Andrei Tarkovsky, the Russian filmmaker, writer and film theorist, is considered to be one of the most stylistically creative filmmakers of all time.

Famed for his unconventionally long takes, Tarkovsky honed in on what is known as ‘slow cinema’ with his artistically poetic imagery: “All art, of course, is intellectual, but for me, all the arts, and cinema even more so, must above all be emotional and act upon the heart,” Tarkovsky himself once said. 

Not short of admirers, Ingmar Bergman went so far as to say: “Tarkovsky for me is the greatest [director], the one who invented a new language, true to the nature of film, as it captures life as a reflection, life as a dream.” 

The great Akira Kurosawa, who many consider to be one fo the greatest filmmakers of all time, once said: “I love all of Tarkovsky’s films. I love his personality and all his works. Every cut from his films is a marvelous image in itself.”

Tarkovsky, in total, made seven feature films. He directed the first five of his seven feature films in the Soviet Union; his last two films, Nostalghia (1983) and The Sacrifice (1986), were created in Italy and Sweden. 

Below, a large portion of Tarkovsky’s iconic films have been made available to stream online free and, here at Far Out, we have them all in one place for you:

Ivan’s Childhood

Initial release: April 6, 1962.

“When Nazi invaders destroy his Russian village and kill his family, 12-year-old Ivan is placed in a German prison camp. Ivan escapes from the camp and crosses back over to Russia, and comes under the care of Capt. Kholin, who wants to send Ivan to military school.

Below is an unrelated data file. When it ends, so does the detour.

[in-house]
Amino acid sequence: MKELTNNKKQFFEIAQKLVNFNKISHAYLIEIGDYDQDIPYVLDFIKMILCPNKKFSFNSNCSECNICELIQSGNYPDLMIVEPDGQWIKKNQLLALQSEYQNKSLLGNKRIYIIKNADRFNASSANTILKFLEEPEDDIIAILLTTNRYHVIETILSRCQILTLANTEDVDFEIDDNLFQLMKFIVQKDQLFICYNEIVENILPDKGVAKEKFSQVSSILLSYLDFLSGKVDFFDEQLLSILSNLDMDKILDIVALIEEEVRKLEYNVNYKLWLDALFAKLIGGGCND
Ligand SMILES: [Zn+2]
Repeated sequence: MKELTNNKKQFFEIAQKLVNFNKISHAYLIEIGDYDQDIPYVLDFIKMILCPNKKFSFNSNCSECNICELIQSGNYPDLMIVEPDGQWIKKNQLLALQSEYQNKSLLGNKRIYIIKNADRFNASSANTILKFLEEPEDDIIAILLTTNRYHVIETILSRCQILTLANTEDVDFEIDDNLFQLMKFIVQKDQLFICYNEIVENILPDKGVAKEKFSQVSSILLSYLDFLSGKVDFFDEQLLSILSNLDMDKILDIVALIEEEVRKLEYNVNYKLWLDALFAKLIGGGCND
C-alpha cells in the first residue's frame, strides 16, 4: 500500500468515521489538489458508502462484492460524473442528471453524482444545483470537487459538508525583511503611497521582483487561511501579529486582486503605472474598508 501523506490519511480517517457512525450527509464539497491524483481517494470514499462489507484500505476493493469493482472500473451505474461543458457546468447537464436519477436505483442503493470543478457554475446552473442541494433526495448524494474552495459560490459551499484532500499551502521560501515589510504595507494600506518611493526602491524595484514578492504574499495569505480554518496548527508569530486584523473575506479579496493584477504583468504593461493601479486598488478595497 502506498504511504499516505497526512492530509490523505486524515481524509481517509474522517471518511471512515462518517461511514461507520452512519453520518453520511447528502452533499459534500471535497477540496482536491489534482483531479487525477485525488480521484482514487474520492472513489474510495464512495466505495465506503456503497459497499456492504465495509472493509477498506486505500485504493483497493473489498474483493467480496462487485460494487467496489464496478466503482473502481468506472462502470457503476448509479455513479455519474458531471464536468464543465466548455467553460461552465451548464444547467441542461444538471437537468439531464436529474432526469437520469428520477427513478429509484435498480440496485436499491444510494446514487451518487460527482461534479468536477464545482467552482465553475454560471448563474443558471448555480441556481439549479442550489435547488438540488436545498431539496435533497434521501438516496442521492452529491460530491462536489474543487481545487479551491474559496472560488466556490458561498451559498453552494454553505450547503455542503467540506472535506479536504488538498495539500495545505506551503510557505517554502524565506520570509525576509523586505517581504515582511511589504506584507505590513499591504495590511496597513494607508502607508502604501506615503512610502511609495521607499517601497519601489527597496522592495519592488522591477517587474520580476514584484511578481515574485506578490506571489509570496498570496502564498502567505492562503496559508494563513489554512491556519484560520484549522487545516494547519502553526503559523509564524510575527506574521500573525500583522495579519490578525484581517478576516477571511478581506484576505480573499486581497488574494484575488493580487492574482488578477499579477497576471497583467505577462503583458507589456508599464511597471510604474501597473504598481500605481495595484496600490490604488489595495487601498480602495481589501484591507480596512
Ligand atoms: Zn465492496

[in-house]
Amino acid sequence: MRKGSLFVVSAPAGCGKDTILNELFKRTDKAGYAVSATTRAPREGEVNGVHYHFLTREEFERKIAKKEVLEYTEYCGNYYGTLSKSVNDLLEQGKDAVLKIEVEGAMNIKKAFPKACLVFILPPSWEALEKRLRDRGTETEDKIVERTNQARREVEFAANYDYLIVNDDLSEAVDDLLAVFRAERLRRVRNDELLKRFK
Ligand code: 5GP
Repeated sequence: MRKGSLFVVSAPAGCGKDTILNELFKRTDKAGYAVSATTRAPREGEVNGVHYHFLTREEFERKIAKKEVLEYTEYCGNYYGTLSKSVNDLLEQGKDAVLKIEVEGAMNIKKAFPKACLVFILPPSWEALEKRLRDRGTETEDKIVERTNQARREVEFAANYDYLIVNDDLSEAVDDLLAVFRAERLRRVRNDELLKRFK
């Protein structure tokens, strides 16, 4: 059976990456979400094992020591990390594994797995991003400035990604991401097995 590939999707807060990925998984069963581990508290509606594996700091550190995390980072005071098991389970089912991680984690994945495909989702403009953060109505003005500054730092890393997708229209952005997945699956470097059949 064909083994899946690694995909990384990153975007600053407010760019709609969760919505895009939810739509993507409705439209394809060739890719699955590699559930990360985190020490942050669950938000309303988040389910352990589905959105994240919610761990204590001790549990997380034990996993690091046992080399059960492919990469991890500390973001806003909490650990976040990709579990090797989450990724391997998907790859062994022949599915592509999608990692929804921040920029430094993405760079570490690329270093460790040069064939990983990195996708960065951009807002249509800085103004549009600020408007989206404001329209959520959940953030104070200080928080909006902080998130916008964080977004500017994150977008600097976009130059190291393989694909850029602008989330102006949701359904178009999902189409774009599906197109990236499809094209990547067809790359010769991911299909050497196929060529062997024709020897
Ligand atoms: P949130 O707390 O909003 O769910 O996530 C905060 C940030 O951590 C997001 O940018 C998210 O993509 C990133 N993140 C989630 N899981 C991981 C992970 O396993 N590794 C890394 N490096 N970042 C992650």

“Ivan refuses, requesting that he be allowed to use his powers of stealth to return to Germany to spy on the Nazis and avenge the killing of his family.” 


Andrei Rublev

Initial release: December, 1966.

Synopsis: “An expansive Russian drama, this film focuses on the life of revered religious icon painter Andrei Rublev. Drifting from place to place in a tumultuous era, the peace-seeking monk eventually gains a reputation for his art.

“But after Rublev witnesses a brutal battle and unintentionally becomes involved, he takes a vow of silence and spends time away from his work.”

Part 1

Part 2


The Mirror

Initial release: March 7th, 1975.

Synopsis: “Using a nonlinear structure interlaced with dreams and flashbacks, director Andrei Tarkovsky creates a stream-of-consciousness meditation on war, memory and time that draws heavily on events from his own life.”


Solaris

Initial release: May 13th, 1972.

Synopsis: “A psychologist is sent to a space station orbiting a planet called Solaris to investigate the death of a doctor and the mental problems of cosmonauts on the station. He soon discovers that the water on the planet is a type of brain which brings out repressed memories and obsessions.”

Part 1

Part 2


Stalker

Initial release: May 25th, 1979.

Synopsis: “Andrei Tarkovsky’s Stalker embarks on a metaphysical journey through an enigmatic post-apocalyptic landscape. A hired guide, the Stalker of the title leads a writer and a scientist into the heart of the zone, the restricted site of a long-ago disaster, where the three men eventually zero in on the Room, a place rumoured to fulfil one’s most deeply held desires.”

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